The story of slavery has been neglected by Hollywood since the advent of motion pictures. Despite its vestige as one of the greatest tragedies in American history, slavery has been recounted in only a handful of films to date, few of which received much critical attention or profitable returns.

Yet with the box office success of Quentin Tarantino’s new film Django Unchained, which is estimated to have hit over $106 million in domestic earnings this weekend, some believe it could be ample time for the ghosts of America’s past to finally rise to the surface.

“There’s a difficulty to get movies made with African-American characters period, not just films that deal with slavery,” George Tillman Jr., director of Men of HonorNotorious, and Soul Food tells theGrio. “About 12 years ago, I remember a young filmmaker wanting to do a film about the Underground Railroad – he couldn’t get it off the ground for nothing. He tried for three or four years. Hopefully, maybe down the line, Django Unchained has opened up the door so that we can be able to have more slave stories, and many different kinds of depictions.”

While Tillman points out that Django Unchained doesn’t necessarily tell a story of slavery, rather its focus lies on love, revenge, and just deserts, it does bring to light the cruel setting of the Antebellum South. The raw establishment of oppression and callousness in the movie offers a rare glimpse into the terrors of America’s transgression, and is a sight not often portrayed on the big screen.

That, says Tillman, is significant.

“What I really loved is that it showed, for individuals who are not African-American, who are not minorities, you can see how slavery really works,” he comments. “The plantations; the difference between working in the big house or working in the fields; the different levels of education among slaves – just seeing how it really was, I think [Tarantino] did a good job. But could he go further? Yes. Is there a lot more detail? Yes. How did we get there? How were we taken? There’s still a lot more stories to be told, but I think with the success, maybe somebody who has just as much success as Tarantino would be able to do the same thing. And we can be able to expand from that.”

Looking back, the scarcity of such films is particularly surprising considering the deep impact slavery as a cultural, social and political institution left in American history. A search on Wikipedia derives only 14 movies total chronicling American slavery, and that includes 2012’s Lincoln, an almost comical stretch of the imagination. The list also cites Steve McQueen’s forthcoming movie, Twelve Years a Slave, among the count, and that doesn’t even have a release date yet. By comparison, there have been nearly 150 films made about the Holocaust, and at least 200 World War II films since 2000 alone.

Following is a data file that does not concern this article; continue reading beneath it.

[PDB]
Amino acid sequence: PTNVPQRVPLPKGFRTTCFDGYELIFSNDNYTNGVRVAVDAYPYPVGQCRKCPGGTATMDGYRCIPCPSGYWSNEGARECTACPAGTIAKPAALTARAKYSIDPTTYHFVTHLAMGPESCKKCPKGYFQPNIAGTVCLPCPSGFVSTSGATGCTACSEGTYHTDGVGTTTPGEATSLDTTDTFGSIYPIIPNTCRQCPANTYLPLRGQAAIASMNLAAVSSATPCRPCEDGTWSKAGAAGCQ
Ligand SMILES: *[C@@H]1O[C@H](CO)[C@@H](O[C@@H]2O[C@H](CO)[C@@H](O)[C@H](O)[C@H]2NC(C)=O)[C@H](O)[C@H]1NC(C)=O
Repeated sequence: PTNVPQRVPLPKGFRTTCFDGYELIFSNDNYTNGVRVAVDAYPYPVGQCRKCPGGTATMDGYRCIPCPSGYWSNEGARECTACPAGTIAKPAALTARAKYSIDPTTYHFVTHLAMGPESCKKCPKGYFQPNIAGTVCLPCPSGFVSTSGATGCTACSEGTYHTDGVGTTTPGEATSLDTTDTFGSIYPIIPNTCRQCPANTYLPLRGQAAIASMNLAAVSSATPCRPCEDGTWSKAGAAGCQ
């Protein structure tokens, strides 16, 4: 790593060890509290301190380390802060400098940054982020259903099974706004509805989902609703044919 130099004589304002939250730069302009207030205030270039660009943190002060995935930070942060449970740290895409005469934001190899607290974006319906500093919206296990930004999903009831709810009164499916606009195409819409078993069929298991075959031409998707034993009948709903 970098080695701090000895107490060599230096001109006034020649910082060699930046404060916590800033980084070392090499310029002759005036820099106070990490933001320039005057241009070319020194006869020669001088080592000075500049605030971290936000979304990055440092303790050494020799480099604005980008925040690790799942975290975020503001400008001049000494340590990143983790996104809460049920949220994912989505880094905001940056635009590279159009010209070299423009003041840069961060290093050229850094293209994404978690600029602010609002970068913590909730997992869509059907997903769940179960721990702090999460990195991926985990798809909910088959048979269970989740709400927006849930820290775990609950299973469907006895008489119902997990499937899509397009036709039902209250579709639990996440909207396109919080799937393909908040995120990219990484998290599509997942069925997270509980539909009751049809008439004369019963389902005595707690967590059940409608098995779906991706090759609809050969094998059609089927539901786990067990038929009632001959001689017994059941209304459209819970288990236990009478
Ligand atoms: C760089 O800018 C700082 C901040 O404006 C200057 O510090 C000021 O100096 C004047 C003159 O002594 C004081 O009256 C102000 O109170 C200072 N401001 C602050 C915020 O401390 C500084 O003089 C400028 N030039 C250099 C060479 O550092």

Though all these tragedies deserve time in the spotlight, the immense devastation of slavery seems grossly disproportionate to the attention it has received in Hollywood. Termed by some the “African Holocaust,” scholars believe at least 12 million Africans were captured and enslaved by white oppressors during this era, and that two out of every 10 of those captives died en route to America. Thus, 2.4 million lives were lost before they even made it to land. Furthermore, recent reports show that another 250,000 slaves were likely to have perished following their freedom due to sickness and starvation.

These stories remain to be seen in theaters, however, discounting the few that have made it to the box office – Amistad and Roots, namely. Screen Junkie’s list of “5 Slavery Movies Everyone Should Watch” curiously includes Liam Neeson’s thriller flick Taken, and the Charlton Heston classic, Ben-Hur. A similar breakdown on cites 15 well-made slave movies, listing Gone with the WindHuckleberry Finn, and Memoirs of a Geisha as among the best.

“Why don’t they ever do anything about the passage of slavery from Africa?” Tillman questions. “You have to research to find out about it; it’s just not out there. And is that fair? I don’t think that’s fair. There are a lot of great stories; a lot of great families; a lot of people who made it out of that; people who dealt with that; people who lost family through that. There aren’t articles; there’s not television.”